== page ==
[PS-2.17] What the orthographic similarity of phonological primes can tell us about the time course of orthographic and phonological code activation in transparent languages

Zeguers, M. , Snellings, P. , Huizenga, H. & van der Molen, M.

University of Amsterdam, department of Developmental Psychology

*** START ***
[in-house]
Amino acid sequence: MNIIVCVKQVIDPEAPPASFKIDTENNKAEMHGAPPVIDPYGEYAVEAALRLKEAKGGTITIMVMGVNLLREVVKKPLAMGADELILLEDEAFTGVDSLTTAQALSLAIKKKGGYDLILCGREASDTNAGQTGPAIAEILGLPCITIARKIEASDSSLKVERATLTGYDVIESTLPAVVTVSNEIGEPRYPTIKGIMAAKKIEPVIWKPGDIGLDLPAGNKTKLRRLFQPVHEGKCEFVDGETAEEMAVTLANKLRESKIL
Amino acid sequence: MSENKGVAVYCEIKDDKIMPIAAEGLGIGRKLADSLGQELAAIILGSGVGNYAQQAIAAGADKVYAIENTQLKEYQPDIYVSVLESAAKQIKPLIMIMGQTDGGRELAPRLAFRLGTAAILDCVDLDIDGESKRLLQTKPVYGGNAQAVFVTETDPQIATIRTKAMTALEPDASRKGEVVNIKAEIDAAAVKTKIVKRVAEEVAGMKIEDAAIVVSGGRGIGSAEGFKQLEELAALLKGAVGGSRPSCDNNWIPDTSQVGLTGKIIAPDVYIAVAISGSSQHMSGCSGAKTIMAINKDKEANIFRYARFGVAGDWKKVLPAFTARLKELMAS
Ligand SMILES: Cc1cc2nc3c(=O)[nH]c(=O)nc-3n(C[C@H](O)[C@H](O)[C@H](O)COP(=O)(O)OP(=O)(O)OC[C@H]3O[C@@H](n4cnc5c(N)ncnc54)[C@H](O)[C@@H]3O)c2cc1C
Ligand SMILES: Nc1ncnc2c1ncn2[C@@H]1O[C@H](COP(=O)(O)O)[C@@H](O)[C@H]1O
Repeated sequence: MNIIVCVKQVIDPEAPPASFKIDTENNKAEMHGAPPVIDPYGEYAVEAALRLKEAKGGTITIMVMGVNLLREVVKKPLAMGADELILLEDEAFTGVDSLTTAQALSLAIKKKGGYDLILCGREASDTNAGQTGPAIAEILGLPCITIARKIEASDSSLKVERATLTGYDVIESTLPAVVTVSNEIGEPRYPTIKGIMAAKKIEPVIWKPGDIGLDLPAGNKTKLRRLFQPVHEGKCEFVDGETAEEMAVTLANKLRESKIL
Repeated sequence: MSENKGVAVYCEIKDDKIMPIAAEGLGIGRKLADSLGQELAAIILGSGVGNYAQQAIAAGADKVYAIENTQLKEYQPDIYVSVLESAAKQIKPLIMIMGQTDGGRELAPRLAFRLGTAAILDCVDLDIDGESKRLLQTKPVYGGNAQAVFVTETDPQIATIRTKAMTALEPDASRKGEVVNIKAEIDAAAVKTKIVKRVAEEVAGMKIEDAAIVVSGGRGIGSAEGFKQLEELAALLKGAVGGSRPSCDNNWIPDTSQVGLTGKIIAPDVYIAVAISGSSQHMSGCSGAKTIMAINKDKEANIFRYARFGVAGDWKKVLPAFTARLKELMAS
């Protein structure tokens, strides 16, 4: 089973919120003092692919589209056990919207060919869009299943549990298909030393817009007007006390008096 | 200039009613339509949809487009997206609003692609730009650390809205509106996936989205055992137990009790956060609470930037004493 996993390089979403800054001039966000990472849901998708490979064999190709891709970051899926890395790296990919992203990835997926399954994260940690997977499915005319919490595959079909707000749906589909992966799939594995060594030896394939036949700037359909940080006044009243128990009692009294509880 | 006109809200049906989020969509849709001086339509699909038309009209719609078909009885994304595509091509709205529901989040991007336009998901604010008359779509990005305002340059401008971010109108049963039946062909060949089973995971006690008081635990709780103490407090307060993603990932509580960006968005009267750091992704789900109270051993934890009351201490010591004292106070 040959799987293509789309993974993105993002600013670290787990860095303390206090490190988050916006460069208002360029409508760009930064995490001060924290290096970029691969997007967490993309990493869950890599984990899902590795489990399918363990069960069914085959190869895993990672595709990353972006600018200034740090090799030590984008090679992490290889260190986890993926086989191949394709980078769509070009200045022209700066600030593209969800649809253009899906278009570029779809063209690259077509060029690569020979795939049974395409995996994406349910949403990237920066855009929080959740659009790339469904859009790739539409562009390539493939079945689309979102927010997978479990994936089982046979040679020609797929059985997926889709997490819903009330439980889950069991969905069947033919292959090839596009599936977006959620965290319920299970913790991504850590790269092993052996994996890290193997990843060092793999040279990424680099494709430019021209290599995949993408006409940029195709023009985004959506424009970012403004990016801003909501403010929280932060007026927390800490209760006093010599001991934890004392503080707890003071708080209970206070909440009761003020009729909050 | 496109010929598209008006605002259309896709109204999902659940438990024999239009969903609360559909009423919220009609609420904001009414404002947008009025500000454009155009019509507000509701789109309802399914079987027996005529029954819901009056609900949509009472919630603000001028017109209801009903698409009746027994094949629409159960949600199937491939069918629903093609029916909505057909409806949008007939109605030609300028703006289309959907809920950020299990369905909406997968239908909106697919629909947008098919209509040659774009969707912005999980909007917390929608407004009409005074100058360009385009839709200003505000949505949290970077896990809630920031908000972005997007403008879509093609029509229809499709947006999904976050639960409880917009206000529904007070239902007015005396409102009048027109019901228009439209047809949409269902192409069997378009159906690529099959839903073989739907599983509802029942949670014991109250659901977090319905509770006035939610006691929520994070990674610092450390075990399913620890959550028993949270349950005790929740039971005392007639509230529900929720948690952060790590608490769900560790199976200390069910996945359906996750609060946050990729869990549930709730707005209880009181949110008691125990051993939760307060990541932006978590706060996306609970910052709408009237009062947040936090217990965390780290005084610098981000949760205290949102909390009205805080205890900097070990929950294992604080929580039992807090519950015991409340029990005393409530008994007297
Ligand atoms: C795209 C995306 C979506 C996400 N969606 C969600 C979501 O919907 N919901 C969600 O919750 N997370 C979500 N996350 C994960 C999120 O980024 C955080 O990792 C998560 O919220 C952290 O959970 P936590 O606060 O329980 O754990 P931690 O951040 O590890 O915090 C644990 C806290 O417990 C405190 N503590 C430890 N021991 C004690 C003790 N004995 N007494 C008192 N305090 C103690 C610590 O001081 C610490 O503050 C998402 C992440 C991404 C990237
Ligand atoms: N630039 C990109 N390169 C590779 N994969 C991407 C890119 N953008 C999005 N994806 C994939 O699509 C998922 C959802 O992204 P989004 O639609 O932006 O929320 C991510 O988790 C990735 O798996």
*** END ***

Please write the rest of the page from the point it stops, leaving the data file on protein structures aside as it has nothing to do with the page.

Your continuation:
The ability to quickly integrate orthographic and phonological codes is crucial for the development of reading proficiency. The exact nature of this integration process is assumed to depend on characteristics of the language concerned. Research on the time course of orthography-phonology integration during proficient visual word recognition in different languages may enhance our understanding of both skilled reading and reading deficits such as dyslexia. In opaque orthographies, activation of orthographic and phonological codes have been shown to follow distinct time courses. However, it is unclear how orthography and phonology are accessed in more transparent orthographies. Therefore, we used masked priming in a lexical decision task to identify the time course of orthographic and phonological priming effects in the transparent Dutch orthography. Results showed strong and early appearing orthographic priming effects, yet no additional phonological priming. We suggested that the strong interconnectivity between phonology and orthography in the transparent Dutch orthography had resulted in intertwined orthographic and phonological influences from the orthographic prime, leaving little room for additional effects of the phonological prime. To test this, we conducted a second experiment and systematically compared phonological priming effects between primes with high and low orthographic similarity with the target. We replicated the finding from the first experiment: the orthographically similar phonological primes provided no additional facilitation compared to orthographic primes. In contrast, for targets with orthographically dissimilar phonological primes, phonological priming effects appeared early in the word recognition process, yet lagged slightly behind the effects of orthographic primes. This indicates that readers of a transparent orthography can access phonological codes automatically and independently from orthographic codes. However, the strong interconnectivity between phonology and orthography in transparent orthographies results in intertwined orthographic and phonological influences when readers read the words with consistent grapheme-phoneme correspondences that are typical in their language.